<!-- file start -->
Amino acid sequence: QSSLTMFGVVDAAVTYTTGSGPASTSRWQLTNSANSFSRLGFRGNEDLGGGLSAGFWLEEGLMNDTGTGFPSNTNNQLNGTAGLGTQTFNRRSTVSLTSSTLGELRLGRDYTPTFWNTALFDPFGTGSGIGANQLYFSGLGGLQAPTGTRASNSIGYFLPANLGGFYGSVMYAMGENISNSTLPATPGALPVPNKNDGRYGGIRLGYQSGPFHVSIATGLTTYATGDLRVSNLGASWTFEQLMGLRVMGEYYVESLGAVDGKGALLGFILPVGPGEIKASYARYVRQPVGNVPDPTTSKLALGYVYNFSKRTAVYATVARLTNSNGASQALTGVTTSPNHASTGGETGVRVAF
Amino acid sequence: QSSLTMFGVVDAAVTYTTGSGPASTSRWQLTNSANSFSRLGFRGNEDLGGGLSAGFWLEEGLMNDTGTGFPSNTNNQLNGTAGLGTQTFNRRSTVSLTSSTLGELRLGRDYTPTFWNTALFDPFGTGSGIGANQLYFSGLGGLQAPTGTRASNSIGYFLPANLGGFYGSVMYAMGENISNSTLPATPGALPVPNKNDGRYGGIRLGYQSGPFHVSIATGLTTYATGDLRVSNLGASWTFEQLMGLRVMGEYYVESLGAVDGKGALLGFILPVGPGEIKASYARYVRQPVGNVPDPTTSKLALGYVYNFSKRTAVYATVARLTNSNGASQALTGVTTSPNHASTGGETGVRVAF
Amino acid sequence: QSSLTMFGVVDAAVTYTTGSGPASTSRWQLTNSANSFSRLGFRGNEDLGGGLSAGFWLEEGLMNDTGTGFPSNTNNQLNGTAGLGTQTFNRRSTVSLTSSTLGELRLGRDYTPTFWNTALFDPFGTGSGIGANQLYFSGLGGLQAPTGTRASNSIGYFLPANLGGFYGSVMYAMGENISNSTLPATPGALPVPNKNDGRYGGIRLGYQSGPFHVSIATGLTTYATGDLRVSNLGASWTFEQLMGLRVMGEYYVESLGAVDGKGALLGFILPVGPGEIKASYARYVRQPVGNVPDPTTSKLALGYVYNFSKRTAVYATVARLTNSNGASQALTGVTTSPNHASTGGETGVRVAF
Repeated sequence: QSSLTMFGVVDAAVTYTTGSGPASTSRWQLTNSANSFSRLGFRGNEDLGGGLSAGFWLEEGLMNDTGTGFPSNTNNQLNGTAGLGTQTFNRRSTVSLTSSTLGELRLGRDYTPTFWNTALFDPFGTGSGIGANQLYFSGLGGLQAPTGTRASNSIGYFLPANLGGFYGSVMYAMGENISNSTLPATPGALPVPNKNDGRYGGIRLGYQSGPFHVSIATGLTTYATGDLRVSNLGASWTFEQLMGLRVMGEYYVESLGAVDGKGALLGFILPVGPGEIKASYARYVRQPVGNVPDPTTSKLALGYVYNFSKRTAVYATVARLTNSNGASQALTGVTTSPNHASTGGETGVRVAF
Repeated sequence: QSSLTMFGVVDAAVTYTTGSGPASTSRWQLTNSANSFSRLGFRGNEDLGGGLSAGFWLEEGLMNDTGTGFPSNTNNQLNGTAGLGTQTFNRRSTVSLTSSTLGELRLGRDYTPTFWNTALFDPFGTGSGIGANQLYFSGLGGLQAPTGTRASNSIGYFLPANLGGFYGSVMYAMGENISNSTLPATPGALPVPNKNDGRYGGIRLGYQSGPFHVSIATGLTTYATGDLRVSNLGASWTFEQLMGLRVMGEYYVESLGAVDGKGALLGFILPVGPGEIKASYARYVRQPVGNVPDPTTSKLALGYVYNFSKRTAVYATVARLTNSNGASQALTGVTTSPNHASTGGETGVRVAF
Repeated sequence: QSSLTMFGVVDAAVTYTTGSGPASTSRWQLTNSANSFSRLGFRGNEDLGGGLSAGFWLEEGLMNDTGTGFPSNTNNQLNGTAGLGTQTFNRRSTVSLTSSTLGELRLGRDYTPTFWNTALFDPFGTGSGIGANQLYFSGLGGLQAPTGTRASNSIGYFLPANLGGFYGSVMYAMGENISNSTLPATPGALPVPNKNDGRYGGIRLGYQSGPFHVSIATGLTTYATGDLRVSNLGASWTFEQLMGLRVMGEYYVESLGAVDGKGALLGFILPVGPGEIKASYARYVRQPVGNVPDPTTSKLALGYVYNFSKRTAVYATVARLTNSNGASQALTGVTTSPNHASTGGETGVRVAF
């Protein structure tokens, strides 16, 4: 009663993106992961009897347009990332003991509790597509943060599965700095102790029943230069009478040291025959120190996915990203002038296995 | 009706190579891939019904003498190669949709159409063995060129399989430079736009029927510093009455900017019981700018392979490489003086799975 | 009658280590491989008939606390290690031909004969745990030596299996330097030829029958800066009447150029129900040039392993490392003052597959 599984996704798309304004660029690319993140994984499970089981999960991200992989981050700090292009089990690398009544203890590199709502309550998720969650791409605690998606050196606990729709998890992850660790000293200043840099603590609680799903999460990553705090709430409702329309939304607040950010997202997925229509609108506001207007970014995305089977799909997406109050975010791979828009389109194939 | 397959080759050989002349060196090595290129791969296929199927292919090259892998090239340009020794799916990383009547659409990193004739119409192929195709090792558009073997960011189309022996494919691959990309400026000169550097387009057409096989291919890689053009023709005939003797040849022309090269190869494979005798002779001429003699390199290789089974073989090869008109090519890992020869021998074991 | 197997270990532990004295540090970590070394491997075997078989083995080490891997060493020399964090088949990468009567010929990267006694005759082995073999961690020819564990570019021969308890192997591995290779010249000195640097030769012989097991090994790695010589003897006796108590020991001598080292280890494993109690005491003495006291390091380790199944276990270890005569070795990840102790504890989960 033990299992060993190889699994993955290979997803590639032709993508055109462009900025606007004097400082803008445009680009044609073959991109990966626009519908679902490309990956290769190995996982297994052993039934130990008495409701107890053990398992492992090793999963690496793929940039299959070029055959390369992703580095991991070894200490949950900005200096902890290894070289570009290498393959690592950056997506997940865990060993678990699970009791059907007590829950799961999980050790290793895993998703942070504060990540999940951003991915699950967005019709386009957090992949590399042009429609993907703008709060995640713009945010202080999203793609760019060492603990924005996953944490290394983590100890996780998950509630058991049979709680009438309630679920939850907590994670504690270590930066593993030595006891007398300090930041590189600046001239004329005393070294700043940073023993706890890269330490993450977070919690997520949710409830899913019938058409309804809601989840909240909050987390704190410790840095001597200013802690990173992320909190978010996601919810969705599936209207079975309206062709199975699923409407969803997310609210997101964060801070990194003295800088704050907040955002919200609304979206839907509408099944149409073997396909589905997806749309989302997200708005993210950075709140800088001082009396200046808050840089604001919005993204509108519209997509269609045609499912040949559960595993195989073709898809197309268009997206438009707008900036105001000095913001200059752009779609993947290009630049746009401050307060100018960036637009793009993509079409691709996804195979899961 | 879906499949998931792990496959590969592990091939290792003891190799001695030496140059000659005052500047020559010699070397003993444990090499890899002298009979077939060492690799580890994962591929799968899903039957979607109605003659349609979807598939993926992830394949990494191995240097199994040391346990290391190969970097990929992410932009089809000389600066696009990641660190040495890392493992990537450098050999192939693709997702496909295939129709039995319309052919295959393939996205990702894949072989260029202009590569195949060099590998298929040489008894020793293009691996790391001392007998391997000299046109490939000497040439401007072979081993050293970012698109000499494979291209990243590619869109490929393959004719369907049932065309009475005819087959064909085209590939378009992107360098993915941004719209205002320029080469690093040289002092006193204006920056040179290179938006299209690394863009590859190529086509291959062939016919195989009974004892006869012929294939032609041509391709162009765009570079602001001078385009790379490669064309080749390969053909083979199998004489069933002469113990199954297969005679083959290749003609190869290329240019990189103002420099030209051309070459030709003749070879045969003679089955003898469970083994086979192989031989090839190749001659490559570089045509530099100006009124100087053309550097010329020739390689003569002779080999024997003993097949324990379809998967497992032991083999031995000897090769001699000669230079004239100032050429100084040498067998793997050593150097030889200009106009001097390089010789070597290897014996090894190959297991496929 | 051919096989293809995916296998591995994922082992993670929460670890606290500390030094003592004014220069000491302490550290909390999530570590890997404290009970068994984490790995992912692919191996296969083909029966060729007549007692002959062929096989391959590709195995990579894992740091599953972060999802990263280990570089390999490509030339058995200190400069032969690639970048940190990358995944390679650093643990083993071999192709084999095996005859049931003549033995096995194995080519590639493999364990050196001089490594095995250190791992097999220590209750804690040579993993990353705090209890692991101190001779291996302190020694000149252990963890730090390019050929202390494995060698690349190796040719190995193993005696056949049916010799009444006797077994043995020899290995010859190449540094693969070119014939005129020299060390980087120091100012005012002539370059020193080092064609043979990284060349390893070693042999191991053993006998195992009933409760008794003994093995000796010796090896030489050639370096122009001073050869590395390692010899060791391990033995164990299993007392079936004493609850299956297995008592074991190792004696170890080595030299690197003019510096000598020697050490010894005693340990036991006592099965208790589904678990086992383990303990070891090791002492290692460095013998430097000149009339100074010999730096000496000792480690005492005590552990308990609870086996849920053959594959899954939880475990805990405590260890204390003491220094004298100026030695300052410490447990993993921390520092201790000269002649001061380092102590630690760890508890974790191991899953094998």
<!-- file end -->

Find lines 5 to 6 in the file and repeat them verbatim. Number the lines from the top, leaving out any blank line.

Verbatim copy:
Repeated sequence: QSSLTMFGVVDAAVTYTTGSGPASTSRWQLTNSANSFSRLGFRGNEDLGGGLSAGFWLEEGLMNDTGTGFPSNTNNQLNGTAGLGTQTFNRRSTVSLTSSTLGELRLGRDYTPTFWNTALFDPFGTGSGIGANQLYFSGLGGLQAPTGTRASNSIGYFLPANLGGFYGSVMYAMGENISNSTLPATPGALPVPNKNDGRYGGIRLGYQSGPFHVSIATGLTTYATGDLRVSNLGASWTFEQLMGLRVMGEYYVESLGAVDGKGALLGFILPVGPGEIKASYARYVRQPVGNVPDPTTSKLALGYVYNFSKRTAVYATVARLTNSNGASQALTGVTTSPNHASTGGETGVRVAF
Repeated sequence: QSSLTMFGVVDAAVTYTTGSGPASTSRWQLTNSANSFSRLGFRGNEDLGGGLSAGFWLEEGLMNDTGTGFPSNTNNQLNGTAGLGTQTFNRRSTVSLTSSTLGELRLGRDYTPTFWNTALFDPFGTGSGIGANQLYFSGLGGLQAPTGTRASNSIGYFLPANLGGFYGSVMYAMGENISNSTLPATPGALPVPNKNDGRYGGIRLGYQSGPFHVSIATGLTTYATGDLRVSNLGASWTFEQLMGLRVMGEYYVESLGAVDGKGALLGFILPVGPGEIKASYARYVRQPVGNVPDPTTSKLALGYVYNFSKRTAVYATVARLTNSNGASQALTGVTTSPNHASTGGETGVRVAF